Vaccines and Immunotherapy to Prevent or Treat Cancer

By Emily Menendez - Last Updated: August 29, 2022

From the yearly flu vaccine to shingles vaccines, and even the newer COVID-19 vaccine, millions of people worldwide receive vaccines each year. Besides these well-known vaccinations, many vaccines exist to prevent or treat certain types of cancer, as well. Some prevent the spread of cancer in patients who have already been diagnosed, while some are one-time vaccines that can lower the risk of being diagnosed with a form of cancer later in life.

Prostate Cancer Vaccines

Prostate cancer is one of the few forms of cancer that can be targeted with immunotherapy vaccines. For patients with prostate cancer that hasn’t spread and who have mild symptoms, sipuleucel-T is the only vaccine approved for prostate cancer that helps by activating immune cells to multiply and tack prostate cancer cells. Sipuleucel-T was first approved for use in 2010, and as of 2019, 30,000 men have been prescribed the vaccine.

A T-helper 1 multiantigen vaccine has also been recently tested that can target antigens HPN, AMACR, and even PSMA. The vaccine has shown significant anti-tumor activity and inhibited the growth of Myc-CaP cells post-immunization in test mice.

Bladder Cancer Immunotherapy

Bacillus Calmette-Guérin (BCG) Immunotherapy is the only vaccine approved by the FDA that can treat early-stage bladder cancer. It can reduce the risk of cancer progression in patients with high-grade non–muscle invasive bladder cancer (NMIBC), and is used to keep cancer from growing and to prevent it from coming back. Patients who receive BCG should be immunocompetent and have a small tumor burden. BCG has been shown to eliminate 70% of cancer in patients who meet the treatment criteria.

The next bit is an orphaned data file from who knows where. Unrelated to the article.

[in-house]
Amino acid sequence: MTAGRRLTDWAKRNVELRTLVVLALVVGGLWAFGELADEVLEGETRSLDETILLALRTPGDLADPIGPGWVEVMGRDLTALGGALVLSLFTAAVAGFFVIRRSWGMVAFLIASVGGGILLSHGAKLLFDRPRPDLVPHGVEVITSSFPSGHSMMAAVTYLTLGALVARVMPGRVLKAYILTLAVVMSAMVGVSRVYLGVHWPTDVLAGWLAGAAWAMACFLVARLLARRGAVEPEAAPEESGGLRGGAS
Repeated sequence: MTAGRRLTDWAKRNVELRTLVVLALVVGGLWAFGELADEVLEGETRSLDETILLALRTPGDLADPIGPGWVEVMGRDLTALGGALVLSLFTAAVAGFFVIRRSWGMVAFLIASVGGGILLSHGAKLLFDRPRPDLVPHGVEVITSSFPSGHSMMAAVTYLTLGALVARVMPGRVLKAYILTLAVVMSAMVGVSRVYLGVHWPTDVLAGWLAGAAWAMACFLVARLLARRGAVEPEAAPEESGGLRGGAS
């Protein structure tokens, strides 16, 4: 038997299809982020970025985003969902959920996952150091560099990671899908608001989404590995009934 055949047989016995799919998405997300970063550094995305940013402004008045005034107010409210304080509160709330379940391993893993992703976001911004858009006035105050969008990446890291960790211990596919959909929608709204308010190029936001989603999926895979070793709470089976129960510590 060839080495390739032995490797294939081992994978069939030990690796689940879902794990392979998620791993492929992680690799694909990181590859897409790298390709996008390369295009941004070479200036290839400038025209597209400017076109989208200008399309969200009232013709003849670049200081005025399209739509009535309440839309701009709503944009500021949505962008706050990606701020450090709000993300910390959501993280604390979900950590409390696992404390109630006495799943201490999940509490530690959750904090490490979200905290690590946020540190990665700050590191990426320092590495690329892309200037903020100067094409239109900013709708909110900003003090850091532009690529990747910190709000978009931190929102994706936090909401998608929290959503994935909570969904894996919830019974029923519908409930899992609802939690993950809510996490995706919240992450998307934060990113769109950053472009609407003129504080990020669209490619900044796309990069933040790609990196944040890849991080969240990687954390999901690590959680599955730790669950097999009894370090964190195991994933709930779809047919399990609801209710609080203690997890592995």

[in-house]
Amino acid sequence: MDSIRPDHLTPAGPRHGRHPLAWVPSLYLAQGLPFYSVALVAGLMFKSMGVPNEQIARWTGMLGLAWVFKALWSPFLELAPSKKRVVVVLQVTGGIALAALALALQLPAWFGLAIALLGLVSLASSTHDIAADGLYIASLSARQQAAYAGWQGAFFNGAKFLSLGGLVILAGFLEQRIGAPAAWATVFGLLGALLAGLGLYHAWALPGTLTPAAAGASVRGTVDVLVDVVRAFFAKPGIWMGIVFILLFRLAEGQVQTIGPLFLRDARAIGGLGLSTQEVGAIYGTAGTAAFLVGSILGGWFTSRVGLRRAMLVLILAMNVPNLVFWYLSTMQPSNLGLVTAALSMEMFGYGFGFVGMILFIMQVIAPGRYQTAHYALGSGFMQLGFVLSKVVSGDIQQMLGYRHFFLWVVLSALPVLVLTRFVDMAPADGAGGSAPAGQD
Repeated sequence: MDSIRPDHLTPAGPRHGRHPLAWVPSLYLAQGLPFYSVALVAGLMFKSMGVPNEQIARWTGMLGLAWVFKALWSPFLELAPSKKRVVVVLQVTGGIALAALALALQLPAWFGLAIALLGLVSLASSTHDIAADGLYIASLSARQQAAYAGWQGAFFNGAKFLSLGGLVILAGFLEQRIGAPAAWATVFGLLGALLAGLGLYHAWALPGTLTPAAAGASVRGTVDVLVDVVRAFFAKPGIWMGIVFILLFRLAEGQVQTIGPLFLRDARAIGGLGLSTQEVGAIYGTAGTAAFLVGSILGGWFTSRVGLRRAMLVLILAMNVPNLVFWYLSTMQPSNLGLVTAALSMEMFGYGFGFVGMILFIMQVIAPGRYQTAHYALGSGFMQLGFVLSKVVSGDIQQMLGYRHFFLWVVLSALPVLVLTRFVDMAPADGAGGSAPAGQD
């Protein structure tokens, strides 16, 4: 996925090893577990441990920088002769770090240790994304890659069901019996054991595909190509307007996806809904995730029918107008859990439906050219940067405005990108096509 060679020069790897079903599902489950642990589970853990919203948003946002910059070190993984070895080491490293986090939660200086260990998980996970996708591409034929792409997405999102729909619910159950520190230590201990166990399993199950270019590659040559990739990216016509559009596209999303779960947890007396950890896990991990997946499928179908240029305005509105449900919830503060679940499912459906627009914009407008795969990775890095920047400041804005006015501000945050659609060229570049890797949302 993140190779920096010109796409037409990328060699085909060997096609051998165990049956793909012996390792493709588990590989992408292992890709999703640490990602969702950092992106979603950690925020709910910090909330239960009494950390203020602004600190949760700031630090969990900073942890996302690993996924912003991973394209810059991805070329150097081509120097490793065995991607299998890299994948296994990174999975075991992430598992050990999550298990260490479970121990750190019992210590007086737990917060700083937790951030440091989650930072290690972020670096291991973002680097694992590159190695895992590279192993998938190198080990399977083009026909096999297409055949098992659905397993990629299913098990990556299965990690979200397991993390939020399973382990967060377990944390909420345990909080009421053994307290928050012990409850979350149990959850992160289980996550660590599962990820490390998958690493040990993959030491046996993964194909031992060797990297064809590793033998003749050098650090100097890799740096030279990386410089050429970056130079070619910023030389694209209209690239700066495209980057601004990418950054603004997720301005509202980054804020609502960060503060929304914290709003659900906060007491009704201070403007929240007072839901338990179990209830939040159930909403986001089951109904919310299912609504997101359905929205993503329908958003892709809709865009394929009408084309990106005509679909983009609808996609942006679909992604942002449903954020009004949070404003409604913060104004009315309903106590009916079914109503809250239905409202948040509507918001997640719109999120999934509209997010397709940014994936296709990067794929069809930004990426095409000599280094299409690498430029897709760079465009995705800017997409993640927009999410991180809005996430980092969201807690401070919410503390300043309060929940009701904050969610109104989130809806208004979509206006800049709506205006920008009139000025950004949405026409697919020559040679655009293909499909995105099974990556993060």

Melanoma Immunotherapy

For advanced melanoma patients whose cancer cannot be removed with surgery and has spread to other areas of the skin, soft tissue, or lymph nodes, talimogene laherparepvec is an immunotherapy treatment that is injected directly into the site of cancerous melanoma. The drug is injected on or beneath the skin or the lymph glands, depending on the site of the melanoma. It uses a weakened form of Herpes Simplex Virus Type 1, and has an overall response rate of 25% and a complete response rate of 10%.

Preventive Cancer Vaccines

Some vaccines exist that can prevent certain types of cancer. The human papillomavirus (HPV) vaccine is recommended for children aged 11 to 12 years old. The vaccine is intended to prevent HPV infection, which can cause certain forms of cancer later in life. According to the CDC, over 9 of every 10 cases of cervical cancer are caused by HPV. It can also cause other forms of cancer, such as penile cancer or throat cancer.

Hepatitis B vaccines can prevent hepatitis B virus (HBV) infection. The vaccine is available for all ages and is especially recommended for those under 19 years old who have not been vaccinated, or for adults 60 years or older who may be at risk for hepatitis B infection. HBV can cause lifelong infection and even liver cancer.

Before recommending vaccines or immunotherapy treatment options to patients, ensure that they know the potential side effects that come with treatment, and review their medical history to ensure that a specific treatment is right for them.



Immunotherapy for Prostate Cancer

Bacillus Calmette-Guérin Immunotherapy for Bladder Cancer Overview of BCG Immunotherapy

Talimogene laherparepvec (T-VEC)

Cancer Vaccines: Preventive, Therapeutic, Personalized